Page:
Classics Today Insider

Reference Recording: Kempff’s Individual and Inimitable Beethoven Sonata Cycle

by Jed Distler

51cJ-pGB-XL

Since his death at 95 in 1991, Wilhelm Kempff’s standing among the great pianists of his time seems stronger than ever. This is largely due to the fact that the bulk of his sizeable discography has been reissued on CD, augmented by numerous live broadcasts and concert material. As with many pianis... Continue Reading


Reference Recording: Classic Honegger & Roussel from Munch

by David Hurwitz

This is the Japanese RCA Munch Edition reissue of these superb performances, available “on-demand” from Arkivmusic.com. Although the sound is mono, it’s very good mono, and a touch more vivid than the domestic RCA productions–the Honegger symphonies in this case originally ca... Continue Reading


Historical Gems: Munch Was Made For Medea

by David Hurwitz

BarberMunch

Happily, the rest of this disc is great too. The Tchaikovsky String Serenade radiates passion and warmth from the first bar through the lilting waltz, the truly touching Elegy, and on to the bubbly finale. Elgar’s Introduction and Allegro has all of the passion that Barbirolli brought to it in... Continue Reading


CD From Hell: Barenboim’s Latest (and least) Brahms Concertos

by Jed Distler

81Ed6vb57GL._SY355

Daniel Barenboim first recorded Brahms’ two piano concertos while in his 20s for EMI, and has frequently returned to them on disc and on video during the past half century. The present recordings stem from live performances held in September 2014 with his Staatskapelle Berlin, conducted by Gustavo... Continue Reading


Reference Recording: The Mordkovitch/Järvi Shostakovich Concertos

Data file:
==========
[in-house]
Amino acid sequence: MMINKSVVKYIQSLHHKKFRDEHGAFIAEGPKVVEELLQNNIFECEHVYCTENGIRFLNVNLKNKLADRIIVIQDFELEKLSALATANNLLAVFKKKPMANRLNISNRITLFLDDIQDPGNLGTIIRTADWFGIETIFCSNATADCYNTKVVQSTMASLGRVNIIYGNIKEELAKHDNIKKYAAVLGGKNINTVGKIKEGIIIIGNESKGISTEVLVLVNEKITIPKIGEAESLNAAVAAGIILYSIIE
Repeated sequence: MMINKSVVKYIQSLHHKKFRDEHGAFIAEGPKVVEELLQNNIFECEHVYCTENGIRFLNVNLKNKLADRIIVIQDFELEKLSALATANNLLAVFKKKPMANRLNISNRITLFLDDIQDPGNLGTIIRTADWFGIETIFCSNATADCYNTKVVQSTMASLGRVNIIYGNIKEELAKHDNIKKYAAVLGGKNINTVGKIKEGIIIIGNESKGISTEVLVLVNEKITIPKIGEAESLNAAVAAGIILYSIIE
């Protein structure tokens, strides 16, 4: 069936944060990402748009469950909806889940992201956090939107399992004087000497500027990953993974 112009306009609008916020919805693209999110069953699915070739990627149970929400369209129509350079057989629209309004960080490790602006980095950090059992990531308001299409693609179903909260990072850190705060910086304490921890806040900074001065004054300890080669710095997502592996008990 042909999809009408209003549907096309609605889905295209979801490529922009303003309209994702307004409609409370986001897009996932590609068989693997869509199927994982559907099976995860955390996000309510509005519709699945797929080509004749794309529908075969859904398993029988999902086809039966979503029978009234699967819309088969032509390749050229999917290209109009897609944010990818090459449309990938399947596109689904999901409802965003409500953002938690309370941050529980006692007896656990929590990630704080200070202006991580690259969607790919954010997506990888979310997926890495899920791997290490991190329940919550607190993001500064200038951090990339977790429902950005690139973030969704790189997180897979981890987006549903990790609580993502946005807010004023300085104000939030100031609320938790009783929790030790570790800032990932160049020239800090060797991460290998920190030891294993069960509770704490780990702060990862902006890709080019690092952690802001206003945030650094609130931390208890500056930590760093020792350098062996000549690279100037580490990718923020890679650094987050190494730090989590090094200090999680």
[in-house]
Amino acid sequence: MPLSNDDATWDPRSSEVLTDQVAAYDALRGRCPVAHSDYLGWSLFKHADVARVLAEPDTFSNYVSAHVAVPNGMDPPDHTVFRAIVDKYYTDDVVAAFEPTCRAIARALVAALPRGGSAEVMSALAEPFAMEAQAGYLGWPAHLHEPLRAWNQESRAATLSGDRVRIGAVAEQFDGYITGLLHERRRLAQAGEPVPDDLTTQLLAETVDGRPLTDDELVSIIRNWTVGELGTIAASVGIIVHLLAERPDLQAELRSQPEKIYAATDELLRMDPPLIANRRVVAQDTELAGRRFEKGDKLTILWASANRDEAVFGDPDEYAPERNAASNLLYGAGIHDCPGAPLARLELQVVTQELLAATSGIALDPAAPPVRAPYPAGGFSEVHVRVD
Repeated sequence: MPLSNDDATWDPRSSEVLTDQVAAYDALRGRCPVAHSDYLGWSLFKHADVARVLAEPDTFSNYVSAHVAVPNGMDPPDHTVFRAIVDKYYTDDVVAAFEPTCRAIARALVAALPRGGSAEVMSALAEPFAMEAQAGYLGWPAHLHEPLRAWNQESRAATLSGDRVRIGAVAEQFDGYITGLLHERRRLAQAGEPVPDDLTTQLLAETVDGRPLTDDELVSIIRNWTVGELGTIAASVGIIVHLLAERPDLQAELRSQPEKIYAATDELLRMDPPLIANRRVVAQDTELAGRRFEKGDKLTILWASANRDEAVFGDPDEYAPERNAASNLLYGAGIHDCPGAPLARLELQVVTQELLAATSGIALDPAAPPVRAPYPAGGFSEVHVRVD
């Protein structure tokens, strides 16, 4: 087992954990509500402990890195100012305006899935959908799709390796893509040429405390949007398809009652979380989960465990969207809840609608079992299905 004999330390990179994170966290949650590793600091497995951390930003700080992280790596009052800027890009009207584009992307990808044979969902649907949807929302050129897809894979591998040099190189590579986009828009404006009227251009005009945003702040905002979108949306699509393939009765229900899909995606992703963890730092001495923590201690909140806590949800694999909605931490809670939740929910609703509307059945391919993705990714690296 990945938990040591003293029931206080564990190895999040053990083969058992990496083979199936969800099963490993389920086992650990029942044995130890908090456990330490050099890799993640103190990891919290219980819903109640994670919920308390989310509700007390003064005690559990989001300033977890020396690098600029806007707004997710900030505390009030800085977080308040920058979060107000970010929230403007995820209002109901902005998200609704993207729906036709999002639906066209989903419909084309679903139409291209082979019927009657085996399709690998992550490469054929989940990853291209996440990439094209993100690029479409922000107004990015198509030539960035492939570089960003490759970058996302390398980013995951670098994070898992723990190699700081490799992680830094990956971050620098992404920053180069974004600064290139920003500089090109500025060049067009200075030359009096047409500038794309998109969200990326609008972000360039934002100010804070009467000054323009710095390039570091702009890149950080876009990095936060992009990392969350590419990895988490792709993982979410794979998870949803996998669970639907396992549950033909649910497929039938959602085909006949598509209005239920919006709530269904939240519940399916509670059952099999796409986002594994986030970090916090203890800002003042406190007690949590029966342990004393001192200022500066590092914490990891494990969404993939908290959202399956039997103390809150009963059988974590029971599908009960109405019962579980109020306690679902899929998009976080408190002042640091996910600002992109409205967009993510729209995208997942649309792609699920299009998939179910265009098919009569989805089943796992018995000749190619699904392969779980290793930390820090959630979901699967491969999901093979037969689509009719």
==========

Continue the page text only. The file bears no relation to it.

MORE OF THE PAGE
by Jed Distler

mordkovitch

In the wake of violinist Lydia Mordkovitch’s untimely death in 2014, Chandos has reissued and remastered several of her best recordings for the label, including this 1989 coupling of both Shostakovich violin concertos. The performances remain outstanding on every level. It’s easy to slight No. 2... Continue Reading


Historical Gems: Ancerl Smokes in the “Leningrad”

by David Hurwitz

Shost7Anc

Despite the aging mono sonics (a touch constricted but otherwise perfectly clear and well balanced) Karel Ancerl conducts as finely shaped and intensely musical an interpretation of this symphonic megalith as we have any right to expect. Leave it to him, virtually alone among conductors, to realize ... Continue Reading


Under the Radar: Ancerl in Shostakovich and Bartók Concertos

by Victor Carr Jr

ShostCellAnc

Karel Ancerl leads a probing Liszt Les Préludes, focusing more on the work’s purely musical values than on its implied rhetoric. There’s no Flash Gordon galavanting here, just flowing, vibrant tempos, song-like phrasing, and stellar playing by the Czech Philharmonic. Lubor Bárta’... Continue Reading


Historical Gems: Shostakovich 1 & 5 by Ancerl

by David Hurwitz

Shost5Anc